"Pruitt's doing nothing more than posturing about a nonexistent problem and political fiction," John Walke, director of the Natural Resources Defense Council's Climate and Clean Air program said in reaction. "His targeting of legal settlements, especially where EPA has no defense to breaking the law, will just allow violations to persist, along with harms to Americans."

Keep reading... Show less
Oil on the surface of the Gulf of Mexico after the 2010 Deepwater Horizon disaster. Julie Dermansky

Nearly 400,000 Gallons of Oil Spews Into Gulf of Mexico, Could Be Largest Spill Since Deepwater Horizon

Last week, a pipe owned by offshore oil and gas operator LLOG Exploration Company, LLC spilled up to 393,000 gallons of oil into the Gulf of Mexico, reminding many observers of the Deepwater Horizon explosion seven years ago that spewed approximately 210 million gallons of crude into familiar territory.

Now, a report from Bloomberg suggests that the LLOG spill could be the largest in the U.S. since the 2010 BP blowout, according to data from the U.S. Bureau of Safety and Environmental Enforcement (BSEE).

Keep reading... Show less
Shutterstock

Big Food Is Worried About Millennials Avoiding Animal Products

By Nathan Runkle

Hundreds of leaders from fast-food chains, marketing agencies and poultry production companies recently gathered in North Carolina for the 2017 Chicken Marketing Summit to play golf and figure out how to make you eat more animals.

One session focused on marketing chicken to millennials. Richard Kottmeyer, a senior managing partner at Fork to Farm Advisory Services, explained to the crowd that millennials are "lost" and need to be "inspired and coached." His reasoning? Because there are now "58 ways to gender identify on Facebook." Also, because most millennial women take nude selfies, the chicken industry needs to be just as "naked" and transparent.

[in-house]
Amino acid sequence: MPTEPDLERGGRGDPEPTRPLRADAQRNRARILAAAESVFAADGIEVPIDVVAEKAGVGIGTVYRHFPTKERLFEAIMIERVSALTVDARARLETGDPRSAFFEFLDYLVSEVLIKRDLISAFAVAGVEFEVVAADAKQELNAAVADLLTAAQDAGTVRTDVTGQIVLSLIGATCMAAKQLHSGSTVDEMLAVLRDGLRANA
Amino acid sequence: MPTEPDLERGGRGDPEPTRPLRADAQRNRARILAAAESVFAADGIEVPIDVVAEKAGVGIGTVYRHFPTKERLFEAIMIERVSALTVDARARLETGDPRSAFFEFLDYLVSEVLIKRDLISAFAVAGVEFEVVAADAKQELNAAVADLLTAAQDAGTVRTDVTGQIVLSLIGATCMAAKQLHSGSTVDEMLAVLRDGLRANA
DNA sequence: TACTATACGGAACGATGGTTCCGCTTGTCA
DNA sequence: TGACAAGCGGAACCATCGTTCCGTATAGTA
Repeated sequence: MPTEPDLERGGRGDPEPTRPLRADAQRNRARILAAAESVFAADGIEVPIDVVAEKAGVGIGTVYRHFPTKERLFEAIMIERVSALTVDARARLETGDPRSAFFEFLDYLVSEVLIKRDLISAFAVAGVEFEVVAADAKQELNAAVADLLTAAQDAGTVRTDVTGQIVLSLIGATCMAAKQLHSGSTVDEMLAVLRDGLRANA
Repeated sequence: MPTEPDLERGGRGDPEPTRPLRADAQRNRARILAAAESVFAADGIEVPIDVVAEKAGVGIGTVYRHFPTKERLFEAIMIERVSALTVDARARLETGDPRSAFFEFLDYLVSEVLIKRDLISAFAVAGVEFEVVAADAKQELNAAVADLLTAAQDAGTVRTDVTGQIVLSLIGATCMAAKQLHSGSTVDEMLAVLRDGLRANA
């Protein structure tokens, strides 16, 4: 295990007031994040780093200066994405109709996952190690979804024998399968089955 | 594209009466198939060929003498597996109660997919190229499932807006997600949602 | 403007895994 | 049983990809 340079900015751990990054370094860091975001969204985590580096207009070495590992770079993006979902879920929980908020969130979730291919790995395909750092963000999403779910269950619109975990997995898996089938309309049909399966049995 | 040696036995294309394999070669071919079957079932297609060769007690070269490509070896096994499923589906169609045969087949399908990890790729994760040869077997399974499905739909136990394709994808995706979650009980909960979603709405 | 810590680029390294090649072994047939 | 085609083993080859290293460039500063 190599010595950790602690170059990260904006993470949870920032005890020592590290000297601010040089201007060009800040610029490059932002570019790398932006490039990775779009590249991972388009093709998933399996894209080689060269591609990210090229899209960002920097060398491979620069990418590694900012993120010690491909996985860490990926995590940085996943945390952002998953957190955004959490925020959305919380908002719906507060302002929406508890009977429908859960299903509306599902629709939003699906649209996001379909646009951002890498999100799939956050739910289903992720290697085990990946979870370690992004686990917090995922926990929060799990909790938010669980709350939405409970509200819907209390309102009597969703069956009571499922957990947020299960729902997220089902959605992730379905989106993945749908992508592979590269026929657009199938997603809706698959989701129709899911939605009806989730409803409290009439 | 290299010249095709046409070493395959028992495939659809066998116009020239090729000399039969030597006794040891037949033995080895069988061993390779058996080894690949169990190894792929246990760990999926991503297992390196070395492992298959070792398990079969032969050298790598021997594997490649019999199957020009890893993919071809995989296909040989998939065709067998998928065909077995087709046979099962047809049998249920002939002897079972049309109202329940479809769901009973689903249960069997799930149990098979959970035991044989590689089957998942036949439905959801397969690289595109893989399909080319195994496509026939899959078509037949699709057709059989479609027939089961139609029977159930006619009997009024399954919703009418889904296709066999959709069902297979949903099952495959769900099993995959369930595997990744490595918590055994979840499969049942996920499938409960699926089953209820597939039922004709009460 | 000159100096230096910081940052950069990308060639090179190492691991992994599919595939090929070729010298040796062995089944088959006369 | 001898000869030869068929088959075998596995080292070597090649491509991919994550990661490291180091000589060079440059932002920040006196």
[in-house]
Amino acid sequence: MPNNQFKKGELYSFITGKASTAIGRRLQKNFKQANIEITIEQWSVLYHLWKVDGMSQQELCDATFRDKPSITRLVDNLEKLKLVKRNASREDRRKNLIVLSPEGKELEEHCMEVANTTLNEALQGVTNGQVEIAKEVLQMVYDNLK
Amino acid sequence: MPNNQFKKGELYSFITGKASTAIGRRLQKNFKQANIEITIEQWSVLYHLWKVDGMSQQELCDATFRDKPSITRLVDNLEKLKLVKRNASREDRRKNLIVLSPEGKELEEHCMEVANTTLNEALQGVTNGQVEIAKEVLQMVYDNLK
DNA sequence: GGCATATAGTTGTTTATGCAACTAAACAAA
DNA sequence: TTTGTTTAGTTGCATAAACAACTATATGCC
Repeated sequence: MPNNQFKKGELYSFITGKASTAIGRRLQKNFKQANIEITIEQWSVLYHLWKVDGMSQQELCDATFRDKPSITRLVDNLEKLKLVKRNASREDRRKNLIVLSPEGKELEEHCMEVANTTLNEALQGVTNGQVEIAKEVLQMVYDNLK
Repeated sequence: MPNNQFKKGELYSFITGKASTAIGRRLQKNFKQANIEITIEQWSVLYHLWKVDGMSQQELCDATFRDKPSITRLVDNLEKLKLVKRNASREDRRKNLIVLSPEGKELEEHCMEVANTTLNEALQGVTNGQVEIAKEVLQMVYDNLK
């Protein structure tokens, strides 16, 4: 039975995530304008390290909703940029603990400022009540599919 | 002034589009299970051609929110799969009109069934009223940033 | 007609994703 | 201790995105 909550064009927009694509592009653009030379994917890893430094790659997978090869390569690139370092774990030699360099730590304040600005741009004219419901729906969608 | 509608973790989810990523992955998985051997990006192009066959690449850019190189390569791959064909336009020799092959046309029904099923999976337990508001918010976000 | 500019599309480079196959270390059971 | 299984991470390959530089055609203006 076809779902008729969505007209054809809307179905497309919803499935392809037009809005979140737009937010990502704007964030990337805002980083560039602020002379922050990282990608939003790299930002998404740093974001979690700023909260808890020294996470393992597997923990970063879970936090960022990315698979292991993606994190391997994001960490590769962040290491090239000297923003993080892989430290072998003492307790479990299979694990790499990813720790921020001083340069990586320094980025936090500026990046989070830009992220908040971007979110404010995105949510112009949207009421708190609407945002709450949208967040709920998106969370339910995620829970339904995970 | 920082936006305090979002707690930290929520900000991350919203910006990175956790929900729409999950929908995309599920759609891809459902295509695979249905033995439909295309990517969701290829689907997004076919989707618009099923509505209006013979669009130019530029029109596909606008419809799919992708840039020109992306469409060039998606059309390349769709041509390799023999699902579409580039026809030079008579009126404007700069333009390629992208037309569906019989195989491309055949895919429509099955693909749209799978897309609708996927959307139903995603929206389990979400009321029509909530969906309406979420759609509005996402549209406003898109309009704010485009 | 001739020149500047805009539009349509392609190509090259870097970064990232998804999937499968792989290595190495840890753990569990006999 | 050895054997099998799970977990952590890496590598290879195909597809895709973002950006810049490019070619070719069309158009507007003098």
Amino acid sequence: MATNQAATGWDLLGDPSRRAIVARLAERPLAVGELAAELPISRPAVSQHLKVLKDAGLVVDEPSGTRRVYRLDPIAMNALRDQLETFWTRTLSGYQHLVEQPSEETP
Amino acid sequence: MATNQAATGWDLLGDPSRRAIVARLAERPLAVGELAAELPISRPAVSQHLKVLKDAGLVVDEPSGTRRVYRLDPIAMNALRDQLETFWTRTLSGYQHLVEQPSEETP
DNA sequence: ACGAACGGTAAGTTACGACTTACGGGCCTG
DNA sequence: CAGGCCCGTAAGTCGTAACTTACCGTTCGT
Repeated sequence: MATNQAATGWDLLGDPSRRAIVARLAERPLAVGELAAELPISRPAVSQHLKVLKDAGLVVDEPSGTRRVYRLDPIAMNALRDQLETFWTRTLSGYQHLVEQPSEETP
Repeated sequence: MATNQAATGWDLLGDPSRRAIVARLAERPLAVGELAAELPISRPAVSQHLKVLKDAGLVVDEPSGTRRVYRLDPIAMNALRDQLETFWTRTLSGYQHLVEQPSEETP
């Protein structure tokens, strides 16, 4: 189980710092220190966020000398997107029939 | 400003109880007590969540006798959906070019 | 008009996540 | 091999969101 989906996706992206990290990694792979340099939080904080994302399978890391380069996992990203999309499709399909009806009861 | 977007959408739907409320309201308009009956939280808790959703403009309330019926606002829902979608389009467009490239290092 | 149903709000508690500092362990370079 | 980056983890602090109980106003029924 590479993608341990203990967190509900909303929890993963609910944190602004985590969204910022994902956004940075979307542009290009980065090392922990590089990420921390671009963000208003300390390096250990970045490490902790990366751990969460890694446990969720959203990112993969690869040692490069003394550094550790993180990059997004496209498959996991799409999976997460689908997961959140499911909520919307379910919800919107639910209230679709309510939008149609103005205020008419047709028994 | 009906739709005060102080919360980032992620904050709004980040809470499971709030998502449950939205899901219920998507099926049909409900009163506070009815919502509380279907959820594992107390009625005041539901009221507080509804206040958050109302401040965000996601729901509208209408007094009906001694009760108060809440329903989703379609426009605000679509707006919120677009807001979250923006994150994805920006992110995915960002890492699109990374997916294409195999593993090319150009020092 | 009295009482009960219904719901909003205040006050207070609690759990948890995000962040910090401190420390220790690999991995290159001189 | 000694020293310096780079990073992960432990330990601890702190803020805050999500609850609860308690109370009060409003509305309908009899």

Keep reading... Show less
Sponsored

Strange Days: Ex-Hurricane Ophelia Batters Ireland Under Orange Skies

By Dr. Jeff Masters and Bob Henson

Ex-Hurricane Ophelia hit Ireland hard with full hurricane-like fury on Monday, bringing powerful winds that caused widespread damage and power outages. At least two deaths have been reported from trees falling on cars, and The Irish Times said at least 360,000 ESB Networks customers lost power in Ireland because of the storm.

Keep reading... Show less
GMO
PBouman / Shutterstock

EPA Limits Use of Problematic Herbicide Dicamba—But Is That Enough?

By Dan Nosowitz

Dicamba has been in use as a local pesticide for decades, but it's only recently that Monsanto has taken to using it in big, new ways. The past two years have seen the rollout of dicamba-resistant seed for soybean and cotton, as well as a new way to apply it: broad spraying.

But dicamba, it turns out, has a tendency to vaporize and drift with the wind, and it if lands on a farm that hasn't planted Monsanto's dicamba-resistant seed, the pesticide will stunt and kill crops in a very distinctive way, with a telltale cupping and curling of leaves, as seen above. Drift from dicamba has affected millions of acres of crops, prompting multiple states to issue temporary bans on the pesticide. Farmers have been taking sides, either pro-dicamba or anti, and at least one farmer has been killed in a dispute over its use.

Keep reading... Show less
Sponsored
Runoff from a farm field in Iowa during a rain storm. Lynn Betts / U.S. Department of Agriculture, Natural Resources Conservation Service

Drinking Water for Millions in Rural America Contaminated With Suspected Carcinogen

Drinking water supplies for millions of Americans in farm country are contaminated with a suspected cancer-causing chemical from fertilizer, according to a new report by the Environmental Working Group.

The contaminant is nitrate, which gets into drinking water sources when chemical fertilizer or manure runs off poorly protected farm fields. Nitrate contaminates drinking water for more than 15 million people in 49 states, but the highest levels are found in small towns surrounded by row-crop agriculture. Major farm states where the most people are at risk include California, Iowa, Illinois, Wisconsin and Kansas.

Keep reading... Show less
www.youtube.com

Trump's Approval Rating on Hurricane Response Sinks 20 Points After Puerto Rico

President Trump's approval rating for overseeing the federal government's response to hurricanes fell by 20 points after Hurricane Maria devastated Puerto Rico, a CNN poll conducted by SSRS revealed.

Trump's approval rating for responding to hurricanes Harvey and Irma stood at 64 percent in mid-September. Just a month later, the rating dropped to 44 percent.

Keep reading... Show less
Sponsored

mail-copy

Get EcoWatch in your inbox